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Low systolic BP in heart failure signals increase death risk

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Patients hospitalised with heart failure are more likely to have a poor outcome, including an increased risk of death, if their systolic blood pressure (SBP) is low on admission, a study reports.

Patients hospitalised with heart failure are more likely to have a poor outcome, including an increased risk of death, if their systolic blood pressure (SBP) is low on admission, a study reports.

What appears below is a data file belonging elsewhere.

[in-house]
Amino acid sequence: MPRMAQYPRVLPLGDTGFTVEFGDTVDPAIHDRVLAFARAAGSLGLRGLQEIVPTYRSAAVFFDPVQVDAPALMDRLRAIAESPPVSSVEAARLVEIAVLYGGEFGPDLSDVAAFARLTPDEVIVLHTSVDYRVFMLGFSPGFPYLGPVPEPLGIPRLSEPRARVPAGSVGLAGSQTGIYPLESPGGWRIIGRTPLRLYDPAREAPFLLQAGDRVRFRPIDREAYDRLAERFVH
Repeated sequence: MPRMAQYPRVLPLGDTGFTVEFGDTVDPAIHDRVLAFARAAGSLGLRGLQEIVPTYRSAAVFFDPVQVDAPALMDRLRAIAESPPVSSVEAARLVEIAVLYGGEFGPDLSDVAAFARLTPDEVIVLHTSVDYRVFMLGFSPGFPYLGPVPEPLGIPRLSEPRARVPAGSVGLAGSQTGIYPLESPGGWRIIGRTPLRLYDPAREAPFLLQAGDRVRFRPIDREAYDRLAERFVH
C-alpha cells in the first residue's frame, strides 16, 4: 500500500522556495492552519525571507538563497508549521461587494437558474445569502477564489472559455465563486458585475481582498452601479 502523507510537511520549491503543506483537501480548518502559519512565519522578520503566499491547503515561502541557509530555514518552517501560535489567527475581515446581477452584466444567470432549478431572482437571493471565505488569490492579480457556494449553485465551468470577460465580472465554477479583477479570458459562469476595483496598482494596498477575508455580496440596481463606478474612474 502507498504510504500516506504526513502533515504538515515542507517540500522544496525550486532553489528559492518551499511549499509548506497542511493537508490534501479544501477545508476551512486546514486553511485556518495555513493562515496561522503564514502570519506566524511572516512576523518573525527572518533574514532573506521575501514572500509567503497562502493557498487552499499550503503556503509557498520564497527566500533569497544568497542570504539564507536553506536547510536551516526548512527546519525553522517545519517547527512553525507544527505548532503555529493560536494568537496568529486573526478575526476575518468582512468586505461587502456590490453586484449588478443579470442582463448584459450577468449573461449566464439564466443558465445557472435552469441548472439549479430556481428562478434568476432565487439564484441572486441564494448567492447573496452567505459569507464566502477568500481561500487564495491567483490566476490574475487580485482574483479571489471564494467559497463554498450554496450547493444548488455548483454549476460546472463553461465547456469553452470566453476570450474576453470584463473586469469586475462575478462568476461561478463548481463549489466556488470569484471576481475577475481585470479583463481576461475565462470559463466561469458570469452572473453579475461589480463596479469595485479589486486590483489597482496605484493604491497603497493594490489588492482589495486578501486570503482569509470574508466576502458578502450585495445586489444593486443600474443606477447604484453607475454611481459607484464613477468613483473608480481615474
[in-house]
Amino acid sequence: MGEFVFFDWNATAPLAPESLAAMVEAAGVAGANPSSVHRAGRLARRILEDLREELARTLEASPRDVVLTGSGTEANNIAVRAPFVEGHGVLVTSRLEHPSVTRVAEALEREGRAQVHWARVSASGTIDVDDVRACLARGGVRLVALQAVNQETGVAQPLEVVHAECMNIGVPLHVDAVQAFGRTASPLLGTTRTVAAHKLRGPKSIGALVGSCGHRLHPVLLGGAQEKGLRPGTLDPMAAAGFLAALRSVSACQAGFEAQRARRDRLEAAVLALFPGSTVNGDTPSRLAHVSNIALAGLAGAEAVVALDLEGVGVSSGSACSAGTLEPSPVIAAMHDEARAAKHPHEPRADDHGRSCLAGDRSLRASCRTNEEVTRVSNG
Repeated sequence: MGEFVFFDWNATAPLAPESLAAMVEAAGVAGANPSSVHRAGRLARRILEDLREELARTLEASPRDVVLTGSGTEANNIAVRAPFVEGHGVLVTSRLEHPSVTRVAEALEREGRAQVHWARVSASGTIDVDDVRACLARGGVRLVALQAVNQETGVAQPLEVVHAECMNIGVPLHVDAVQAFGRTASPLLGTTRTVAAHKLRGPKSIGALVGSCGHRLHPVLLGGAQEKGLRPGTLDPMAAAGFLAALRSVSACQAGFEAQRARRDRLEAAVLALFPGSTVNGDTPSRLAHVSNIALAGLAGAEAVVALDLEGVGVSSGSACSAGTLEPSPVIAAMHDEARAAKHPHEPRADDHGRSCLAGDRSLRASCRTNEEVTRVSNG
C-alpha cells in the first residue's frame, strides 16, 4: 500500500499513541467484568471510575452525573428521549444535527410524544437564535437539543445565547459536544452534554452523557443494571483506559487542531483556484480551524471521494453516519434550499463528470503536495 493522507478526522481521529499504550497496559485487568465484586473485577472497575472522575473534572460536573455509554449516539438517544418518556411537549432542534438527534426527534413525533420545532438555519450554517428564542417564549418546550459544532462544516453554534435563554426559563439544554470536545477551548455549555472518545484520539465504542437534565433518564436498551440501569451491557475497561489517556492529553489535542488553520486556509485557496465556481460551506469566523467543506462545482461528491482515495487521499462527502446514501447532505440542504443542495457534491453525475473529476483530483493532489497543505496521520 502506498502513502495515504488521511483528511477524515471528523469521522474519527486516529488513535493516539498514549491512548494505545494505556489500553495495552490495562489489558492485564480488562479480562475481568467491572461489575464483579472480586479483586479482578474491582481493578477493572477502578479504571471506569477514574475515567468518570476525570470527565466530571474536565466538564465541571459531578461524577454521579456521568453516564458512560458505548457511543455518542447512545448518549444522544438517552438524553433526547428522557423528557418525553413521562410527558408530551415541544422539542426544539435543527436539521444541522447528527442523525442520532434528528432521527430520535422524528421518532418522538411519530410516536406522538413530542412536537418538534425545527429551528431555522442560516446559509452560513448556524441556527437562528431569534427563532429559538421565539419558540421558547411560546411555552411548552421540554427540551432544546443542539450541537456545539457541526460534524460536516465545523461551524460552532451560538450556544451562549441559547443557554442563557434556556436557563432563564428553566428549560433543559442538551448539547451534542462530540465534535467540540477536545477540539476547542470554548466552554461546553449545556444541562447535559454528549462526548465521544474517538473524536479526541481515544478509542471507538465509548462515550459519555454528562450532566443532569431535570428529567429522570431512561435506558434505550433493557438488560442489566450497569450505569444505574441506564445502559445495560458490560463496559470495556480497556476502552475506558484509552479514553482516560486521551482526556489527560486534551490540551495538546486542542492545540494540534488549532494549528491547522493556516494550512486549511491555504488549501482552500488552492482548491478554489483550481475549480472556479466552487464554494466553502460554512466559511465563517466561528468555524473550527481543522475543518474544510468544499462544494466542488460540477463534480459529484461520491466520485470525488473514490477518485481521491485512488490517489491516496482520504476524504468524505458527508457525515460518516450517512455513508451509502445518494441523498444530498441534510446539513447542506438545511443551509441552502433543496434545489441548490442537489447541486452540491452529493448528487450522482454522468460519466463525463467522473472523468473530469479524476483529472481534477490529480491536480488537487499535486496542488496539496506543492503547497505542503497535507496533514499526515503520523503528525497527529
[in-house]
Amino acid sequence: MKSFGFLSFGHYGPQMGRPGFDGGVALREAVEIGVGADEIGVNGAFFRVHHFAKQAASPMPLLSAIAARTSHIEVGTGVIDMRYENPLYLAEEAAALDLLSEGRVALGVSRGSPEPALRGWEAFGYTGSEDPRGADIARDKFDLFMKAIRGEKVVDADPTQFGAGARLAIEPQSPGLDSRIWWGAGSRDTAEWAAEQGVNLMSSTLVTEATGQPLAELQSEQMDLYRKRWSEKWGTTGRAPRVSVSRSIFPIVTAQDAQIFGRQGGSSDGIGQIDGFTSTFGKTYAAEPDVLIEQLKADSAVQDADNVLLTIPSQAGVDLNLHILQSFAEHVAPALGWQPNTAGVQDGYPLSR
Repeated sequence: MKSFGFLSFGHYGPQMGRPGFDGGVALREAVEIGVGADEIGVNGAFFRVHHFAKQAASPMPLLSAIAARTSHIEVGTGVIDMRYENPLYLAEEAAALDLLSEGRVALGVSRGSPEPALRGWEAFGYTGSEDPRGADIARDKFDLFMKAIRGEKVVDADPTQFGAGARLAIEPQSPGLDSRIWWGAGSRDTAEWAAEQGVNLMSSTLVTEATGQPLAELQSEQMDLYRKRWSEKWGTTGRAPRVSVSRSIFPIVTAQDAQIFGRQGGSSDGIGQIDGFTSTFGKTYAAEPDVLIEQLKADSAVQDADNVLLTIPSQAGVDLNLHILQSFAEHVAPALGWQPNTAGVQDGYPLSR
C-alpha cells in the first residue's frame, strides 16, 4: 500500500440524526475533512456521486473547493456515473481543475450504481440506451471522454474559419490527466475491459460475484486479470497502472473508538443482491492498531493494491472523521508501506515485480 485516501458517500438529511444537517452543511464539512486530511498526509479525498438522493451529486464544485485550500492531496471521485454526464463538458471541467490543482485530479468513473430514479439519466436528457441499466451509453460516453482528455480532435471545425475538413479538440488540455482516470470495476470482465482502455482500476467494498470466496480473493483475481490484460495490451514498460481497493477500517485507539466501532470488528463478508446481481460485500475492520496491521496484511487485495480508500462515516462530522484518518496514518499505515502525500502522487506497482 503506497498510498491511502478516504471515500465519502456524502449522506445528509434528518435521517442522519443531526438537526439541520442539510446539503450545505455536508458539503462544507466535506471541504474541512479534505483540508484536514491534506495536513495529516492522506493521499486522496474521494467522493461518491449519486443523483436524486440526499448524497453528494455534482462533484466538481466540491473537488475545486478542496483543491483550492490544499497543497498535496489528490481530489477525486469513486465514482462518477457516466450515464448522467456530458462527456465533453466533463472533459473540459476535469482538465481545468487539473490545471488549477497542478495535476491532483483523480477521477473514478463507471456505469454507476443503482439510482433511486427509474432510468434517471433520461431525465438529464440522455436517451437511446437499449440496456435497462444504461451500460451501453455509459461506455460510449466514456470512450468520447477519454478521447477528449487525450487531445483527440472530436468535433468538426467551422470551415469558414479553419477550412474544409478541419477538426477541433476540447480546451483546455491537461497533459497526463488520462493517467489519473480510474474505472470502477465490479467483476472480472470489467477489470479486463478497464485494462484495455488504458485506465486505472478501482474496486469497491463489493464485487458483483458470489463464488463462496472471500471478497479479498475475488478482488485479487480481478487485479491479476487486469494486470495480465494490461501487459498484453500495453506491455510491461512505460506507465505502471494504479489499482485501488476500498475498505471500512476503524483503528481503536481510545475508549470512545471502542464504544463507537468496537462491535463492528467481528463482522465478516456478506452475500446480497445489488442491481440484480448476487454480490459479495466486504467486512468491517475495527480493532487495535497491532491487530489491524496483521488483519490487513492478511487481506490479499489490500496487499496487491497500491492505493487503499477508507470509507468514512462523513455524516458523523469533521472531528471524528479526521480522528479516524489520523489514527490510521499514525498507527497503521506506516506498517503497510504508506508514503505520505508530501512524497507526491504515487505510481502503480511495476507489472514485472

Results of clinical outcomes taken from 48, 612 patients with heart failure show that those with the lowest SBP of <120 mmHg at admission had a 7.2% increased risk of dying in hospital compared with a 1.7% increased risk in those with a higher SBP of > 161 mmHg.

Lower SBP on admission was also associated with a higher risk of death 60 -90 days after admission, the authors from the Northwestern University of Chicago add.

'This analysis demonstrates that SBP at hospital admission, a readily accessible vital sign, is an important and independent predictor of morbidity and mortality in patients with heart failure,' they conclude.

Journal of the American Medical Association (2006) 296: 2217-2226

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